An engrossing memoir as well as a lively treatise on what extraordinary grace under extraordinary pressure looks like.

Pub Date: Nov. 13, 2018

ISBN: 978-1-5247-6313-8

Page Count: 448

Publisher: Crown

Review Posted Online: Nov. 30, 2018

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Not an easy read but an essential one.

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HOW TO BE AN ANTIRACIST

Title notwithstanding, this latest from the National Book Award–winning author is no guidebook to getting woke.

In fact, the word “woke” appears nowhere within its pages. Rather, it is a combination memoir and extension of Atlantic columnist Kendi’s towering Stamped From the Beginning (2016) that leads readers through a taxonomy of racist thought to anti-racist action. Never wavering from the thesis introduced in his previous book, that “racism is a powerful collection of racist policies that lead to racial inequity and are substantiated by racist ideas,” the author posits a seemingly simple binary: “Antiracism is a powerful collection of antiracist policies that lead to racial equity and are substantiated by antiracist ideas.” The author, founding director of American University’s Antiracist Research and Policy Center, chronicles how he grew from a childhood steeped in black liberation Christianity to his doctoral studies, identifying and dispelling the layers of racist thought under which he had operated. “Internalized racism,” he writes, “is the real Black on Black Crime.” Kendi methodically examines racism through numerous lenses: power, biology, ethnicity, body, culture, and so forth, all the way to the intersectional constructs of gender racism and queer racism (the only section of the book that feels rushed). Each chapter examines one facet of racism, the authorial camera alternately zooming in on an episode from Kendi’s life that exemplifies it—e.g., as a teen, he wore light-colored contact lenses, wanting “to be Black but…not…to look Black”—and then panning to the history that informs it (the antebellum hierarchy that valued light skin over dark). The author then reframes those received ideas with inexorable logic: “Either racist policy or Black inferiority explains why White people are wealthier, healthier, and more powerful than Black people today.” If Kendi is justifiably hard on America, he’s just as hard on himself. When he began college, “anti-Black racist ideas covered my freshman eyes like my orange contacts.” This unsparing honesty helps readers, both white and people of color, navigate this difficult intellectual territory.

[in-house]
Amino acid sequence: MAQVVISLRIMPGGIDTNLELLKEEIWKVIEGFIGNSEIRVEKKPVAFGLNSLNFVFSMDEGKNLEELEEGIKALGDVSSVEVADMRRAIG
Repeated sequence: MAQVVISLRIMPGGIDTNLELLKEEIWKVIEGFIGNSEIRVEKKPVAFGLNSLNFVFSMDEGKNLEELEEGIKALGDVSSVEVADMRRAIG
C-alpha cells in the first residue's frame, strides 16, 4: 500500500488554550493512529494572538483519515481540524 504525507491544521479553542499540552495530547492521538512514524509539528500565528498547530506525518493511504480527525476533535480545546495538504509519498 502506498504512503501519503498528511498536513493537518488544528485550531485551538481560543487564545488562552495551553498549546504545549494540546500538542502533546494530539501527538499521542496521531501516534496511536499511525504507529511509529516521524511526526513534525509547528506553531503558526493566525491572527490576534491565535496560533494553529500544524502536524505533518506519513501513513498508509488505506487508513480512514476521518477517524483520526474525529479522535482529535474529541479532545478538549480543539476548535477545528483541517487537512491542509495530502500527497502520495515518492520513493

Not an easy read but an essential one.

Pub Date: Aug. 13, 2019

ISBN: 978-0-525-50928-8

Page Count: 320

Publisher: One World/Random House

Review Posted Online: April 28, 2019

Kirkus Reviews Issue: May 15, 2019